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In Cali, a Community Rallies to Save School Sports

Jorge L. Ortiz | USA TODAY via YellowBrix

September 02, 2009

DIXON, Calif. — For a while, it appeared budget cuts at Dixon High School would make it harder for athletes Jeffery Anderson and Kayla Beal to impress college recruiters.

Faced with a $3 million budget shortfall, the school system 20 miles southwest of Sacramento decided in February to discontinue all sports at the town’s middle and high schools for the 2009-10 school year, a move that could have affected an estimated 600 of the 1,243 students at Dixon High. Dozens of students, including Anderson and Beal, would have faced unattractive options: continue going to Dixon while playing sports for another school, or transfer.

“It would have been weird,” says Anderson, starting quarterback on Dixon’s football team. “Especially for us, entering our senior year. We want to finish where we started.”

They now have that chance because the school board reconsidered and decided in May to provide basic sports funding — about $110,000, down from $280,000 the previous year — and because the parents and local community rallied to close part of the gap.

Through fundraisers — including a restaurant promotion, a test-drive program with a dealer and a fundraising drive where helmets were used to collect money — they raised more than $20,000, says Guy Garcia, president of the Dixon Schools Athletic Boosters. The group’s goal for the school year is $80,000-$85,000.

Parents now need to provide transportation to events, and Dixon teams compete in fewer tournaments, but the high school has retained its 17 sports from last year and added boys and girls water polo.

“It’s a challenge in lots of ways,” Brian Dolan, senior director of human resources and pupil resources, said of the transportation issues. "If you have a team of 40, that’s a lot more organizational work. It creates greater liability. There are series of forms kids have to fill out, the drivers have to fill out. There’s proof of insurance needed, medical consent forms for kids for treatment in case of accidents.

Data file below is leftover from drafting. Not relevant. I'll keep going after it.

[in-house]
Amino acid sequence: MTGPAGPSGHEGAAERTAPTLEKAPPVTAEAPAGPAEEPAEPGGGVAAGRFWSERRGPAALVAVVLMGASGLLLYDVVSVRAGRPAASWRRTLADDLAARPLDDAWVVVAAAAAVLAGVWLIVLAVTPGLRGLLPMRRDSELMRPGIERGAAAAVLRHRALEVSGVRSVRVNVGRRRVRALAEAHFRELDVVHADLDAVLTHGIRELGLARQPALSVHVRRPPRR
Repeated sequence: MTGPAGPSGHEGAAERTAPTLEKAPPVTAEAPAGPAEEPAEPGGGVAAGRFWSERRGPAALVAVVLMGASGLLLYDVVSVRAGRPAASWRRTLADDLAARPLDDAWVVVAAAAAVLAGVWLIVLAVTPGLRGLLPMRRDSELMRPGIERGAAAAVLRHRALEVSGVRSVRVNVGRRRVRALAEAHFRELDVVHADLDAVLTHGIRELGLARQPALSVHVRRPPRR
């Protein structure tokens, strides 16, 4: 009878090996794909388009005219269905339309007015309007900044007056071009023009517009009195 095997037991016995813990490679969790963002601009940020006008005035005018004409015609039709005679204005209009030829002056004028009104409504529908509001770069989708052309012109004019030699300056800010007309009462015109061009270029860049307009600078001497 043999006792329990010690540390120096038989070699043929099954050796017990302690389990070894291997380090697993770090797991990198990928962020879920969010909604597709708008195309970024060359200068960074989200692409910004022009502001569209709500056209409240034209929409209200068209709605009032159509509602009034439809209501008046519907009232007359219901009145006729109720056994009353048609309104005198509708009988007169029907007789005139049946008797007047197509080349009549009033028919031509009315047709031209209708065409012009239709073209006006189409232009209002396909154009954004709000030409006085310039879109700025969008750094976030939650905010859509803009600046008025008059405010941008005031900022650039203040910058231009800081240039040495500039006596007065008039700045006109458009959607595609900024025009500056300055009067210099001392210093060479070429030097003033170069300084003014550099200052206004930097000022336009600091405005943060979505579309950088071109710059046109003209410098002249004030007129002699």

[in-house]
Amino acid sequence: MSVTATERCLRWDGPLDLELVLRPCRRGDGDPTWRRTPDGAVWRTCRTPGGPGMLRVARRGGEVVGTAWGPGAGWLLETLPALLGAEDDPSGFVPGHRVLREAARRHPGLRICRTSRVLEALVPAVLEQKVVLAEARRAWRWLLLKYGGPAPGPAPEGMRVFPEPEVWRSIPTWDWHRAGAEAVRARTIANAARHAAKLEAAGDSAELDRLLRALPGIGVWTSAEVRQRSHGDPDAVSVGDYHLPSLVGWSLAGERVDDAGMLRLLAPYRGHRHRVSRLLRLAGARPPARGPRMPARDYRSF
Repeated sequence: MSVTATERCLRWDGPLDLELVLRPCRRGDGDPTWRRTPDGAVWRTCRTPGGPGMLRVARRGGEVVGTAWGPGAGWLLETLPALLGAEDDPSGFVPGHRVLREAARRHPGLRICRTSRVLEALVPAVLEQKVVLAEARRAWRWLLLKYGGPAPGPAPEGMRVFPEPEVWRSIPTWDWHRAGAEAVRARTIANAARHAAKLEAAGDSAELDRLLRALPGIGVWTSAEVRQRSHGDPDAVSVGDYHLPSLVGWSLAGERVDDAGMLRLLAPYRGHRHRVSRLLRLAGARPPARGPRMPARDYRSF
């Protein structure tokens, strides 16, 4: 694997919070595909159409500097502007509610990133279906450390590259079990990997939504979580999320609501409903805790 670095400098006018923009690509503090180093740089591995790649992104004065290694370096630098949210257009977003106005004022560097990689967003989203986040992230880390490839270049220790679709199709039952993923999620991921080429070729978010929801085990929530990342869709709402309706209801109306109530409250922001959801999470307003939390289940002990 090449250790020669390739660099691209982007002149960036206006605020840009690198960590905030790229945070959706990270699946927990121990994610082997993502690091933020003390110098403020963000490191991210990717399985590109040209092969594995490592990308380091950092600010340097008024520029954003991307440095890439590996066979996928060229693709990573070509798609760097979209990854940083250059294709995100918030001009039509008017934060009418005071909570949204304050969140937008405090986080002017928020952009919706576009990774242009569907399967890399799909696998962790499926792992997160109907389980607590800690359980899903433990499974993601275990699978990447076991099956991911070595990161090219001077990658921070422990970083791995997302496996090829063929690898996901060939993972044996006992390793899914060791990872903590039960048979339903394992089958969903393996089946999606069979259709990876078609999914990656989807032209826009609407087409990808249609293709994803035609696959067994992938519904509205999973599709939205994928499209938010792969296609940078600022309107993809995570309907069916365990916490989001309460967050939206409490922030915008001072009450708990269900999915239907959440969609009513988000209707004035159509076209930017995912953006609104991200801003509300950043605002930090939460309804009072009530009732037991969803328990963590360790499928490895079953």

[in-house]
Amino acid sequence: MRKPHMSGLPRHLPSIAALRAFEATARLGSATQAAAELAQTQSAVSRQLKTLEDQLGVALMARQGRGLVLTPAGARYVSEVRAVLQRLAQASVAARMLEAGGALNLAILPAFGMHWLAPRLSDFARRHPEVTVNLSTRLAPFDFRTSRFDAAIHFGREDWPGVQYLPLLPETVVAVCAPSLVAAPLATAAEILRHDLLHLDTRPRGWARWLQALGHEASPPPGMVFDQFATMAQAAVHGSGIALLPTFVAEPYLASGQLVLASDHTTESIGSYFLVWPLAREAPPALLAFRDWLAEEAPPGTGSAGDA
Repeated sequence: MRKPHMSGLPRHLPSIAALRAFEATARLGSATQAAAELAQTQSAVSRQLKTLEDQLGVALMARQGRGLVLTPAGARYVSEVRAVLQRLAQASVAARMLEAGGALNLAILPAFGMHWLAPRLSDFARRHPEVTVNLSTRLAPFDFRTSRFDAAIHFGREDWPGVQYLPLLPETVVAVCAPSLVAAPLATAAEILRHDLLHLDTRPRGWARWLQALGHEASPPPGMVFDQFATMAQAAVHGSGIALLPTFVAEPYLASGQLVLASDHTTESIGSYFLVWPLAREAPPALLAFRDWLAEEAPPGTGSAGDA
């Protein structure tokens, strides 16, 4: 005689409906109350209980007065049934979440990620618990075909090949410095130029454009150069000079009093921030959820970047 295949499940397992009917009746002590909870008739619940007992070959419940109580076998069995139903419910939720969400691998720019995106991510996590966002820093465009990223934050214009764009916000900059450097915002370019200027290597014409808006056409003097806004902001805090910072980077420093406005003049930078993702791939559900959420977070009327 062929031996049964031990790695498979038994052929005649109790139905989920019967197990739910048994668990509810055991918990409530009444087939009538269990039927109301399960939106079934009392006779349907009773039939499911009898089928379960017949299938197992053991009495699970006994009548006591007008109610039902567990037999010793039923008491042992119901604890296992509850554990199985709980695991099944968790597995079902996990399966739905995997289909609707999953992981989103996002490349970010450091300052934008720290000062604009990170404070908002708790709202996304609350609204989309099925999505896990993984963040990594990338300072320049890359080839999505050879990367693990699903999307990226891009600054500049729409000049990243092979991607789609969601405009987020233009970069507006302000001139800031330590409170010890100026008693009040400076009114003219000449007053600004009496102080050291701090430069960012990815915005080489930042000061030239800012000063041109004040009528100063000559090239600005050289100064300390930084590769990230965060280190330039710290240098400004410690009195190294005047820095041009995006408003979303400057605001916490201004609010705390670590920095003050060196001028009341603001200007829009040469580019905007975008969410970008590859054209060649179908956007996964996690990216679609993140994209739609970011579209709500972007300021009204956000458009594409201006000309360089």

“It’s a lot of management.”

Principal Ivan Chaidez says the chance to play sports provides a huge incentive for students to perform academically, if for no other reason than to stay eligible. “You can’t have a high school without sports. It’s going to be chaos. There’s no way to hold kids accountable or keep kids engaged or maintain school spirit,” he says.

That school spirit translates into civic pride in a town of 17,330, where many teens find the main weekend activity is to “catch a ride to another town,” said Beal, a senior volleyball player. “There’s a Wal-Mart, and that’s about it.”

Her comments are echoed by parents, who say most organized athletic activities in town are geared toward younger kids. The booster club hopes to reinstate the stipends of up to $2,800 a year that varsity coaches received before the money was taken away in the budget crunch, prompting some coaches to quit those duties and work only as teachers.

Others, such as football coach Scott Winslow and basketball coach Matt Galindo, remained as volunteers even though those tasks can take up more than 25 hours a week.

Amid the emphasis on sports, at least one administrator says other areas are overlooked.

“We did a survey with students,” Dolan says, “and it was overwhelming with students and also with a lot of parents, that sports are a top priority — ahead of libraries, I’m sorry to say.”


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